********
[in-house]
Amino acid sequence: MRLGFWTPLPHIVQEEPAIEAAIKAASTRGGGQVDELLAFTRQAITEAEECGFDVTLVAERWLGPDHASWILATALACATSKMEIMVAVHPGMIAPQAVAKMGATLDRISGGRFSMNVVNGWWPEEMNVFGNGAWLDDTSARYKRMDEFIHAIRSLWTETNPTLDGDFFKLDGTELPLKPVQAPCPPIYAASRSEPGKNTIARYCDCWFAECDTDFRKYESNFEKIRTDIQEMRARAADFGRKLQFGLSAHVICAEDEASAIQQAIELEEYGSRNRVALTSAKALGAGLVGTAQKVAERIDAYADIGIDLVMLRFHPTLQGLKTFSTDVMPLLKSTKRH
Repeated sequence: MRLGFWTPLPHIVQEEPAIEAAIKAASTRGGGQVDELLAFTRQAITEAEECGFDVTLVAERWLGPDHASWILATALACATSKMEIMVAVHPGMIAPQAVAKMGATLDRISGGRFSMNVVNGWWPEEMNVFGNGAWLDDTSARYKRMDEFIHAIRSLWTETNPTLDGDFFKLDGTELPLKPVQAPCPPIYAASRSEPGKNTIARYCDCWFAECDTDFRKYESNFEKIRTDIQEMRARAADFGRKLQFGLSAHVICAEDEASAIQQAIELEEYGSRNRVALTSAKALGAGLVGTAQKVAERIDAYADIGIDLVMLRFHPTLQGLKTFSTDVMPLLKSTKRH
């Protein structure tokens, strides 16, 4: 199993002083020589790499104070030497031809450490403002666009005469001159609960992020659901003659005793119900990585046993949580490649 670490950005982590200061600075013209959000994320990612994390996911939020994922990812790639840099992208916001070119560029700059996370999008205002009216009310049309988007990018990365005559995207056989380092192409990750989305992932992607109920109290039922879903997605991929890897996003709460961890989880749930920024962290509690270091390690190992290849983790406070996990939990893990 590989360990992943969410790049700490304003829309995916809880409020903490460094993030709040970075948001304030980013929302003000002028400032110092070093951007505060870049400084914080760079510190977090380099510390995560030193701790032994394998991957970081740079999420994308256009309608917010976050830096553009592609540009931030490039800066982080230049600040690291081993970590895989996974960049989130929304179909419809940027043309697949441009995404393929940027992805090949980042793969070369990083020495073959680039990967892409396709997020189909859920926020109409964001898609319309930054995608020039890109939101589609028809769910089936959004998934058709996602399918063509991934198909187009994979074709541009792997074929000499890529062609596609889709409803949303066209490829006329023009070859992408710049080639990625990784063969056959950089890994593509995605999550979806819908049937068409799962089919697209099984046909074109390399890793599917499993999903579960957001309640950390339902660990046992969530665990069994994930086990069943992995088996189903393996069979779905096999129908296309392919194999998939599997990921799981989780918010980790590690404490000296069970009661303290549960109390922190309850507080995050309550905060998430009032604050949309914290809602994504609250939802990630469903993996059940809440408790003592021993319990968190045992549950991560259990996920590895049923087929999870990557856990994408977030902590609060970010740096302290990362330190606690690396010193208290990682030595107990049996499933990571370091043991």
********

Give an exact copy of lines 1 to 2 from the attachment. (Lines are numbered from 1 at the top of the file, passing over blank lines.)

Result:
[in-house]
Amino acid sequence: MRLGFWTPLPHIVQEEPAIEAAIKAASTRGGGQVDELLAFTRQAITEAEECGFDVTLVAERWLGPDHASWILATALACATSKMEIMVAVHPGMIAPQAVAKMGATLDRISGGRFSMNVVNGWWPEEMNVFGNGAWLDDTSARYKRMDEFIHAIRSLWTETNPTLDGDFFKLDGTELPLKPVQAPCPPIYAASRSEPGKNTIARYCDCWFAECDTDFRKYESNFEKIRTDIQEMRARAADFGRKLQFGLSAHVICAEDEASAIQQAIELEEYGSRNRVALTSAKALGAGLVGTAQKVAERIDAYADIGIDLVMLRFHPTLQGLKTFSTDVMPLLKSTKRH